A famous American, Harry Selfridge, opened what is now a well-known retail store, Selfridges, in London in 1909.
One of his biographers is a professor Linda Woodhead, who earned a double first class honors degree in, of all things, Theology and Religious Studies. She's an expert on Christianity, neo-Hinduism and Islam.
Be that as it may, her biography of the retailer Harry Gordon Selfridge, who was born in Ripon, Wisconsin, 170 miles north of Chicago, describes his life, from birth to his final sad penury after the second World War. That he spent 25 years working for Marshall Field in Chicago is of interest to those who may have watched the recent PBS series, and this little essay comments on Selfridge's American life.
His father had disappeared from the family when Harry was only five, and his mother, a teacher, was left to raise her 3 boys. Two of those boys died during childhood, and she raised her remaining son Harry to be independent, to have excellent manners and always to be neatly dressed. She had allowed him to leave school at 14, and after various small jobs he had become a junior bookkeeper in a small bank. He had also studied for the entrance exam to the Naval Academy at Annapolis, but failed on account of poor eyesight and being too short. He had worked in a grocery store, and a furniture factory, but by 22 was stock boy in the wholesale department of Field & Leiter. Marshall Field was a cold and unfriendly man, but Selfridge worked there for the ensuing 25 years. When Field died the old man left an estate which in today's money would be valued at over $2 billion.
Harry was appointed personal assistant to Field's retail manager by the time he was 29. On one of his vacations -- a kind of 'working vacation' -- he visited Lord & Taylor in New York, as well as Macy's and Bloomingdale's, and came back to Marshall Field brimming with ideas, which included the retail staff treating customers as guests, whether or not they buy. By the time he was 31, he was general retail manager, and was able to move his mother and himself into a house on Chicago's Near North Side, with a maid, and a carriage with 2 horses. He was also sent on a two-month business trip to England, where Marshall Field's married daughter lived in a mansion in Warwickshire.
"Mile-a-minute Harry" -- his nickname -- ultimately asked Field if he could become a partner, and the reserved and cold Mr Field, not wishing to lose him, actually accepted. In today's money the 33-year-old Harry then began earning over $400,000 a year.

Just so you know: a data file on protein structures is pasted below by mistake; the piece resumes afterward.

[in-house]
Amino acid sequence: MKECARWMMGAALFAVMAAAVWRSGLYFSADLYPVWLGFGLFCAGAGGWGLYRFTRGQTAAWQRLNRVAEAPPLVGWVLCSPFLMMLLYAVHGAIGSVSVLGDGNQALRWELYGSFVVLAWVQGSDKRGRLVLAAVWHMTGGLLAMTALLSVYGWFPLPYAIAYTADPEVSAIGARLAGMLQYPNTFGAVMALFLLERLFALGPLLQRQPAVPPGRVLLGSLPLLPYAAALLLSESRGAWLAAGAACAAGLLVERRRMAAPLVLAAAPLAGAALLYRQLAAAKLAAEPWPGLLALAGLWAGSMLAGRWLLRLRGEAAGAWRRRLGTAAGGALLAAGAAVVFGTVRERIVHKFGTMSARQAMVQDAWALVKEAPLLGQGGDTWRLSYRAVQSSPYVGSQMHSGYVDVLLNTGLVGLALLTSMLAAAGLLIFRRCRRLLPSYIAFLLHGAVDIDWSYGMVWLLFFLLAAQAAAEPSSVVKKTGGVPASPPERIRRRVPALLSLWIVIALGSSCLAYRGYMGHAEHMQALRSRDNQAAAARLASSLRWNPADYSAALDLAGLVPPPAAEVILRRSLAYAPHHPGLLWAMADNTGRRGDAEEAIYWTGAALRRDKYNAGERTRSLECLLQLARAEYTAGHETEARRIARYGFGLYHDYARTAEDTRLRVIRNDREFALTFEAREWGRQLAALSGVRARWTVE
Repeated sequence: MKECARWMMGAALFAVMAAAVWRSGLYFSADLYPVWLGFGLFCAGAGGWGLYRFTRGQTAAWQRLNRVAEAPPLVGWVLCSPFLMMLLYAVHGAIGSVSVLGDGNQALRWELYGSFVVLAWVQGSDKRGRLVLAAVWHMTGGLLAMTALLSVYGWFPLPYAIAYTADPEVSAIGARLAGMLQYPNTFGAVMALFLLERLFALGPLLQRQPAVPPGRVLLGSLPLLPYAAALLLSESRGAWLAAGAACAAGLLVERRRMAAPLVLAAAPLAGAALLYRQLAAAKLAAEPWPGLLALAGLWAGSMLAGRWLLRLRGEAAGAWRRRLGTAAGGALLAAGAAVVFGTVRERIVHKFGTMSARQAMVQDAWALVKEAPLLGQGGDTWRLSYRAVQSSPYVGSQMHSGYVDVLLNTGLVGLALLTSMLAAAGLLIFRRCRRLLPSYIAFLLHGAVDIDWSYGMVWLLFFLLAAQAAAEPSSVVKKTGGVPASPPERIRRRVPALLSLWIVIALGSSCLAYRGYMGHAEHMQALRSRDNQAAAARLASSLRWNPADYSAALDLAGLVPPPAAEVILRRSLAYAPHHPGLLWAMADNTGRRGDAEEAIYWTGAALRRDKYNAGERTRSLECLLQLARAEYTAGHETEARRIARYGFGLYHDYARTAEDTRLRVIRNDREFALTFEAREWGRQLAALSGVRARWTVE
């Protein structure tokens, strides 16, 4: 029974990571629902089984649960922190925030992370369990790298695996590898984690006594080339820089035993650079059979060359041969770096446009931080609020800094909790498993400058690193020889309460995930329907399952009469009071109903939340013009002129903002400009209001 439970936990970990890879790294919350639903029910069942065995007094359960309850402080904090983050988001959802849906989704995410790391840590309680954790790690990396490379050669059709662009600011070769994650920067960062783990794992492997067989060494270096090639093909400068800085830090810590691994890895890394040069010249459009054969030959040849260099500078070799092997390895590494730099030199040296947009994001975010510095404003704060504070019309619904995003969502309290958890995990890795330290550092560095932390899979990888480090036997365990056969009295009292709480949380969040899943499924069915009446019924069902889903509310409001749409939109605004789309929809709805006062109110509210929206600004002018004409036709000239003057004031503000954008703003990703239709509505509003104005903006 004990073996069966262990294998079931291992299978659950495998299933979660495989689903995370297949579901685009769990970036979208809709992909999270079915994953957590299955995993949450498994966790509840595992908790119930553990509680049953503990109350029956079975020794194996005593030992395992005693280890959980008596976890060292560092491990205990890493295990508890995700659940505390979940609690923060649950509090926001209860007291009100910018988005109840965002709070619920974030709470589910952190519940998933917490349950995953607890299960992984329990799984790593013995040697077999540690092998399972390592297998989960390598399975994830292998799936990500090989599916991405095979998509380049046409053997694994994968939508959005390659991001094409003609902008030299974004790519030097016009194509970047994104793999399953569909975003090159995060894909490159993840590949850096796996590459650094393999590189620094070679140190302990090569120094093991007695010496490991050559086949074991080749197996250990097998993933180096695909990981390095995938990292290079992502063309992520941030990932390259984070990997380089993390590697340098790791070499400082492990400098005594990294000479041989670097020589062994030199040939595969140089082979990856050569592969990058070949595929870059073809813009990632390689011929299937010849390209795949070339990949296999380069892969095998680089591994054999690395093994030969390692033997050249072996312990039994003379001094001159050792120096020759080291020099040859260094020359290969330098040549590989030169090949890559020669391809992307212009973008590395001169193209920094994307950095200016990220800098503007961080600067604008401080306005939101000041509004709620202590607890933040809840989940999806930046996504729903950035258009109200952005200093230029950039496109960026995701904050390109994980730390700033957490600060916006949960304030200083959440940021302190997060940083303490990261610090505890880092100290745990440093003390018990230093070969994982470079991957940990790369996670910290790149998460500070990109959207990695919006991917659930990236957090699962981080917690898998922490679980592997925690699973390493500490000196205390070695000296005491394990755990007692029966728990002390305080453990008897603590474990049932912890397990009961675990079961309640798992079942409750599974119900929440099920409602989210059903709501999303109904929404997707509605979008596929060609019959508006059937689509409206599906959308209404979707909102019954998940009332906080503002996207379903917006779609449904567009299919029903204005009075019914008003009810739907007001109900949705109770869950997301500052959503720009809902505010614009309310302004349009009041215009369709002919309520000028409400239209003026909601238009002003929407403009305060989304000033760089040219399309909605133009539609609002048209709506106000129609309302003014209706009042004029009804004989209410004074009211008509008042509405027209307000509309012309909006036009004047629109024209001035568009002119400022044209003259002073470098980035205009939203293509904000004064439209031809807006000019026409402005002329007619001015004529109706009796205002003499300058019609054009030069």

He and his mother often attended the theater. At 34 he suddenly became engaged to a one-time Chicago debutante, Rosalie Buckingham -- who had become a property developer. She became known for planning and overseeing the building of 42 spacious artists'-type houses in a suburb of the city.
In 1903 at age 47, he lobbied Marshall Field for more recognition, such as calling the store "Field & Selfridge," but was turned down. He left.
A year later, Harry took over the lease of a beautiful building, to be his very own store -- "Harry G. Selfridge & Co, Chicago." This was 1904, but 3 months after starting he made the abrupt decision to retire. He sold the store, bought himself a steam yacht, and took up golf, which he was very bad at. Always a gambler, he also invested in a California gold mine -- which failed.
At the age of 50 he made up his mind to open a store in London, something Marshall Field had never been willing to do. A wealthy business man, Samuel Waring, became Selfridge's investment partner. They settled on a site in Oxford Street, and after many crises and disagreements, Selfridges finally opened, in 1909. With a million visitors in the first week, a top-floor patio, an in-store restaurant where women could sit and eat by themselves, and where touching fabrics and items was allowed, the London store took off.
One of his lifelong credos was "The customer is always right!"
Oh! Would that that were still the case!